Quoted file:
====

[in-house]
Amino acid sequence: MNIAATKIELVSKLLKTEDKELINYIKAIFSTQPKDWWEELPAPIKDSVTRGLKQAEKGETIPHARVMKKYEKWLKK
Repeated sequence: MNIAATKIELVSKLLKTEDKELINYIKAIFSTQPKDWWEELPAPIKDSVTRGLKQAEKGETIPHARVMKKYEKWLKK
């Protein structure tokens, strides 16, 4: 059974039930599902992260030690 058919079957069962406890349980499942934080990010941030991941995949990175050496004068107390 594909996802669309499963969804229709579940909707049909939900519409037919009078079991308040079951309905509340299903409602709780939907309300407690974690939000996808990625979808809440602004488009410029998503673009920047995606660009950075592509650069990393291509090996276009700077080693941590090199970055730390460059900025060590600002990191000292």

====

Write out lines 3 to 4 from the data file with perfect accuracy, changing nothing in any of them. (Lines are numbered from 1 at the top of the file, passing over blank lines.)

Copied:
Repeated sequence: MNIAATKIELVSKLLKTEDKELINYIKAIFSTQPKDWWEELPAPIKDSVTRGLKQAEKGETIPHARVMKKYEKWLKK
């Protein structure tokens, strides 16, 4: 059974039930599902992260030690 058919079957069962406890349980499942934080990010941030991941995949990175050496004068107390 594909996802669309499963969804229709579940909707049909939900519409037919009078079991308040079951309905509340299903409602709780939907309300407690974690939000996808990625979808809440602004488009410029998503673009920047995606660009950075592509650069990393291509090996276009700077080693941590090199970055730390460059900025060590600002990191000292």